The Things I Learned At Glastonbury Festival

It’s been already over a week ago that I returned from my first ever visit to a music festival: Glastonbury 2016. It was the same week that the unexpected news broke: the (slim) majority of British have decided that a political union with other countries brought more constraints than benefits. In short, Brexit happened.

As many agreed, Glastonbury was probably one of the best places to hear these revelations, together with a mass of like-minded, mostly young, affectionate, and visionary people. So rather than add my personal rant about the referendum results to the flood thereof on social media, I wanted to share what this week of turbulences actually showed me.

So what could I possibly learn while singing to my favourite artist and bathing in masses of mud-covered people?

Coldplay Watermark

To understand better, I have to explain the circumstances under which I was able to attend the festival. Instead of affording a normal ticket, I was able to volunteer at Glastonbury. For a few shifts behind the bar, I was able to get free entry to the festival and secure staff camping. That in itself sounds too easy to not make everybody want to work at Glasto. But the particularity lies with the organisation I volunteered for. Workers Beer Company is celebrating its 30th anniversary this year, and have been recruiting volunteers for festivals for just as long. I say ‘volunteers’ because we do not get paid wages. All the pay we’d get for our work gets directly donated to the organisations we represent, all of which are  political movements.

Oops, when did this get political? I had some loose ties to CND (the guys trying to scrap Trident), which gave me this amazing opportunity. And while I was surrounded with political (-more or less-) activists in our staff camp, as well as utopists all over the festival, it made me re-think the multitude of issues humans face on this planet. And it dawned on me.

Environmentalism is a luxury problem.

Hang on, hear me out here!

Yes, if we do not change our lifestyles, we will eventually be unable to sustain our species on this planet – sooner than we think. Yes, we should probably sort ourselves out, and fast. Yet – how can we look at others and judge them for not affording organic foods or buying plastic packaging or not recycling, if they might face poverty, homelessness, exploitation, depression, disability, or pain? The ability to care/do something about our natural environment is a lot easier for some than others, thanks to a relative wealth and privilege that white/middle class/able-bodied/mentally stable/heterosexuals benefit from. For other people, there is still so much to fight for before they reach the stage some of us are at, and we don’t notice that.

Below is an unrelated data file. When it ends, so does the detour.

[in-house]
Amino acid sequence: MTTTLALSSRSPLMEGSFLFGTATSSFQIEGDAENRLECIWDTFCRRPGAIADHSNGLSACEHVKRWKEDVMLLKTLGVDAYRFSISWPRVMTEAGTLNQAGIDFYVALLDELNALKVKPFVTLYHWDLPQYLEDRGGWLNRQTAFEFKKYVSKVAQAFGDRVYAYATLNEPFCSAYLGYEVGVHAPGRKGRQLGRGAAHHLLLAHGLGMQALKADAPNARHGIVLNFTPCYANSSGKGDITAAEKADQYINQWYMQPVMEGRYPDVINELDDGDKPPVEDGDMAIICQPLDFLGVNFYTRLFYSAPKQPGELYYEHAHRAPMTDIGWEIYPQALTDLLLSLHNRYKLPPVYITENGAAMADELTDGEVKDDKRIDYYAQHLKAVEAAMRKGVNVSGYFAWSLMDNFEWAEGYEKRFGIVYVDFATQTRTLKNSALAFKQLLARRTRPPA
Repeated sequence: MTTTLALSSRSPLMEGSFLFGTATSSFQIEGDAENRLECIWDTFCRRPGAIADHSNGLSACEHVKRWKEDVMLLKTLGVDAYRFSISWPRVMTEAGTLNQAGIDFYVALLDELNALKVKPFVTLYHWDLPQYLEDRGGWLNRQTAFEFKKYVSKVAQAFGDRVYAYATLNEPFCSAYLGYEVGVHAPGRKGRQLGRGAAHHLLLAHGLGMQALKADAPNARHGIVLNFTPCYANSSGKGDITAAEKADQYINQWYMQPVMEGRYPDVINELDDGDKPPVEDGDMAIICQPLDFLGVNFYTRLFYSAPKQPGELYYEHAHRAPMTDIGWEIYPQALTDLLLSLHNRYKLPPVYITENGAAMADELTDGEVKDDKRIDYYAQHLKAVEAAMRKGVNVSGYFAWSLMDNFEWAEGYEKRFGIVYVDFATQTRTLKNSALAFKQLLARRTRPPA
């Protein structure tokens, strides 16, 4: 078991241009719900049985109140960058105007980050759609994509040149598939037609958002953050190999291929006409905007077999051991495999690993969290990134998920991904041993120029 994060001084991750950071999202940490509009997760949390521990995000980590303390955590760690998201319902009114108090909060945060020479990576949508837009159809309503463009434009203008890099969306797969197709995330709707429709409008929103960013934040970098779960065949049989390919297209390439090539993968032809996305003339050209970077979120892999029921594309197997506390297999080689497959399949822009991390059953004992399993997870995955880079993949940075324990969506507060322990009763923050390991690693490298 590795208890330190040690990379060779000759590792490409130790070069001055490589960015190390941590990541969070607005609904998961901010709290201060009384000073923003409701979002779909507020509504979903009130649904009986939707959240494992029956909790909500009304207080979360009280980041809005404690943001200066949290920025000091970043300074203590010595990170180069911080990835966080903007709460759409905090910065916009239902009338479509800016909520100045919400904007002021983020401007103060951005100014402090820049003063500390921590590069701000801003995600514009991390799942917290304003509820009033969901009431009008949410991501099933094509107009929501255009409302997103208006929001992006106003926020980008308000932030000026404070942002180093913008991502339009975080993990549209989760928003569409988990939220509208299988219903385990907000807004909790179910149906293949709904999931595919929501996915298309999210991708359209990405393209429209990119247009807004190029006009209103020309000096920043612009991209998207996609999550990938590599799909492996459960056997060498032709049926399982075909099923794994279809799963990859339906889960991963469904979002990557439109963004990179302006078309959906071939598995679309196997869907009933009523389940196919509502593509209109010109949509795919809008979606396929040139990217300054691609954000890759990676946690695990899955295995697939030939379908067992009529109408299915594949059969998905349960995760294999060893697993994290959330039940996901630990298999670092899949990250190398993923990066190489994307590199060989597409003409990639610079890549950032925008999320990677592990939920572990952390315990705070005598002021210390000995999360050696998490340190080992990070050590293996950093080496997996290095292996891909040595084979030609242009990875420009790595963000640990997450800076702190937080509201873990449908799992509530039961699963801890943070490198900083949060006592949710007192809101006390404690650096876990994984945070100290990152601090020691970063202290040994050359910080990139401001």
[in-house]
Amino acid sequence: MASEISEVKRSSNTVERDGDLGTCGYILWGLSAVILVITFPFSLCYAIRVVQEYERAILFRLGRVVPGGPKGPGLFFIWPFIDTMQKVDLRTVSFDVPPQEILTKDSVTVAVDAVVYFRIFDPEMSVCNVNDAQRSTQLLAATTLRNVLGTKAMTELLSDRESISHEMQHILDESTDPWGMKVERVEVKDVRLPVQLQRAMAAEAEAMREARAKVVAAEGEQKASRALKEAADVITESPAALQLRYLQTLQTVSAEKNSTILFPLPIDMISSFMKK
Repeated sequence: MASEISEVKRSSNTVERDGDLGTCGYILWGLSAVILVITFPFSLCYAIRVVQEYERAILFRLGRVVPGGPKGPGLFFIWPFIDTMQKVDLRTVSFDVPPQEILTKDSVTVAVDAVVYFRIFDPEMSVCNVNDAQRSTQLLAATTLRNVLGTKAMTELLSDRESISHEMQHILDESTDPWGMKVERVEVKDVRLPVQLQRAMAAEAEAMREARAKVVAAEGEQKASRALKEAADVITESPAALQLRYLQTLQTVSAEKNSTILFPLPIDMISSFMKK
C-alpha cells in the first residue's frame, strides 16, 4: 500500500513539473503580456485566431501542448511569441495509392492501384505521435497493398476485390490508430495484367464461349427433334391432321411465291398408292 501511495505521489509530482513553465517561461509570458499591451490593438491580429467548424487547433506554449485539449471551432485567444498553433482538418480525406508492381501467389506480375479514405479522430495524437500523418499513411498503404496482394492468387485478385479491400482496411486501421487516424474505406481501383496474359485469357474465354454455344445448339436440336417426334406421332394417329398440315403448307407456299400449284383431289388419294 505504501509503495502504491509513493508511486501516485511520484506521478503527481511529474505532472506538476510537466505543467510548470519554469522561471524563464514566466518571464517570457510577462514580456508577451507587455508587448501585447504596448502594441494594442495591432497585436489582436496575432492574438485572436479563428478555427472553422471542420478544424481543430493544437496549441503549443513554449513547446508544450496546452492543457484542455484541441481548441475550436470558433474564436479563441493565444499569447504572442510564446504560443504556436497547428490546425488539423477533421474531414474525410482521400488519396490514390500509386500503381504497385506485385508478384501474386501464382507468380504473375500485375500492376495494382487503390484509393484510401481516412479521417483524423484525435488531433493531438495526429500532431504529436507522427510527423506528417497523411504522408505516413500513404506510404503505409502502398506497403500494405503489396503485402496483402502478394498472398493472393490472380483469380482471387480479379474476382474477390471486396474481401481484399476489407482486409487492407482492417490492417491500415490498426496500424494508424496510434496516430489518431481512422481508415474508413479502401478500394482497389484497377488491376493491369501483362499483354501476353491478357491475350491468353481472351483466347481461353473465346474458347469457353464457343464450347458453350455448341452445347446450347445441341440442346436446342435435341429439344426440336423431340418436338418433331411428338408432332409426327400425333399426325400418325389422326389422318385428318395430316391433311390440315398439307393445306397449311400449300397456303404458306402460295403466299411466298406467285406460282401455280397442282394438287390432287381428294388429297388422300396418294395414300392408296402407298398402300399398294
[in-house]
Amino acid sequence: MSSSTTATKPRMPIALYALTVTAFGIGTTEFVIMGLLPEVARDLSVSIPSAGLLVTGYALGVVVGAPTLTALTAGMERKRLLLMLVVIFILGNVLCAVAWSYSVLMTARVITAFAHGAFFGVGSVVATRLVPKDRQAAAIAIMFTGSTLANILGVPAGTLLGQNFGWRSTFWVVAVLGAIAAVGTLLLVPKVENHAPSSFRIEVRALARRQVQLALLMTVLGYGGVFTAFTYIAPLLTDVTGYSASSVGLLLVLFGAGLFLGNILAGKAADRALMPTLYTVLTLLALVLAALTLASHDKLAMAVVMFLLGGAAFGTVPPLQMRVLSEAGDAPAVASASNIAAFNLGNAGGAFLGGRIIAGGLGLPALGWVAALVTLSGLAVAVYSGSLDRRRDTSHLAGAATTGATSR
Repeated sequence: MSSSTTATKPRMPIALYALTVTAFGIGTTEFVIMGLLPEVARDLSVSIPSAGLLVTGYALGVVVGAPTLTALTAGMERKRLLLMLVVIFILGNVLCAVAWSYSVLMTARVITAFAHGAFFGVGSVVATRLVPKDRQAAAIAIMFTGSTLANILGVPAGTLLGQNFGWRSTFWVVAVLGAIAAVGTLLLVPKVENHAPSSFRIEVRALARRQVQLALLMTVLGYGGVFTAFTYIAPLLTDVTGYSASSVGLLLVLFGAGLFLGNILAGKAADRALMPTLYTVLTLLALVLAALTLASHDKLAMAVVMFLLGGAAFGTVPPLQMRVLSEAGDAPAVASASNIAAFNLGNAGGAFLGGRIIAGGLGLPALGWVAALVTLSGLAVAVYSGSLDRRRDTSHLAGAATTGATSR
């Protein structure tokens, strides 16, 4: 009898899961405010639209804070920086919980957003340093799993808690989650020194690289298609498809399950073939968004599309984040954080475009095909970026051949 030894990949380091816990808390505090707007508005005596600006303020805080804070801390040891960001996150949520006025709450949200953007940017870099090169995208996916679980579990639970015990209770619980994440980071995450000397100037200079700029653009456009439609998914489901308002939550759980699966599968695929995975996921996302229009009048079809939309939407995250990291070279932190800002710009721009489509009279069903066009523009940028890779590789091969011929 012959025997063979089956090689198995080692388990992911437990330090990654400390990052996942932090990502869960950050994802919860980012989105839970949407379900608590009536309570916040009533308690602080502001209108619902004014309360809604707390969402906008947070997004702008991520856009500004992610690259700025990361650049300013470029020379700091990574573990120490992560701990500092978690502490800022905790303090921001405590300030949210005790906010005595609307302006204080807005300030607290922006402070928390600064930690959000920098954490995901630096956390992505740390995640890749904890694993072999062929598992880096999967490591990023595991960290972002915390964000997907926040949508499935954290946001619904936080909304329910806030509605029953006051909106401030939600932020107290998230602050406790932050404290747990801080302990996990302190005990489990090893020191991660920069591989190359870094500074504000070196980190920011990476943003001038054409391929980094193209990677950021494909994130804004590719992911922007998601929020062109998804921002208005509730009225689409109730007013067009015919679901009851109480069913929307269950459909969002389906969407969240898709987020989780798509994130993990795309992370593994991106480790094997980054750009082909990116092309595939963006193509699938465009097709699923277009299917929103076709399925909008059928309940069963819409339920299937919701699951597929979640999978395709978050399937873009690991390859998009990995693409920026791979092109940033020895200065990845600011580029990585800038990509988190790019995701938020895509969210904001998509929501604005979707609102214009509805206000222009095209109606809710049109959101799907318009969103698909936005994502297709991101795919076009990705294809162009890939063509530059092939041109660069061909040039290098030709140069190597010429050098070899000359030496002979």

Hey, this is not a shaming post. I don’t want to shame people like me, who just grew up with a little bit more luck, and make them feel bad. Hell, no! We are, and should be, grateful for our circumstances. And I don’t want everyone to throw their things aside and campaign for housing, or disability benefit this instant. We have all chosen our calling, and we should stick to it proudly. We cannot spread ourselves too thinly, or we won’t get anything done.

A Glastonbury Watermark

Many people, many issues.

So what’s my point?

In the aftermath of the EU referendum, a wave of realisation came over a few people in my company (me included). We have been so preoccupied to think 3 steps ahead, that we didn’t see the next one right ahead. That without a unity of people, the struggle for the things we believe in will be much harder. That without a favourable governance, our actions will remain droplets in the ocean, instead of changing people’s lives permanently. And that to evoke change, we have to take action, instead of just using our words to talk to those who already chose to listen.

How many young people were devastated to find that the vote they did not cast could have made a difference?

Despite the individual fights we are fighting, there is a big picture that all connects us. And it is this connection that is one of the most powerful tools we can have. One isolated zero waster can achieve absolutely nothing. Yet, once we connect – on Facebook, in blogs, with news media, organisations, on the street or on TV – that’s when the magic happens. And we shouldn’t be afraid to make our issues political. After all, it is still laws that govern people’s everyday lives, and policy that dictates the standards we live by.

There is still a lot to fight for, in all aspects of life, and it is really hard to keep track of the big picture. But we should aim to reach out to others and respect that they have a different set of priorities to ourselves. Because at the root of it all, whatever we do, who ever we support, whatever our actions, we all share the same vision of a better, fairer world.

Quote Kopie

Not only fitting, but also one of my Glasto memories.

PS: Oh, and if you went to Glastonbury, or plan to go next year: Take your rubbish and your tent home, or I shall personally bash your head in.

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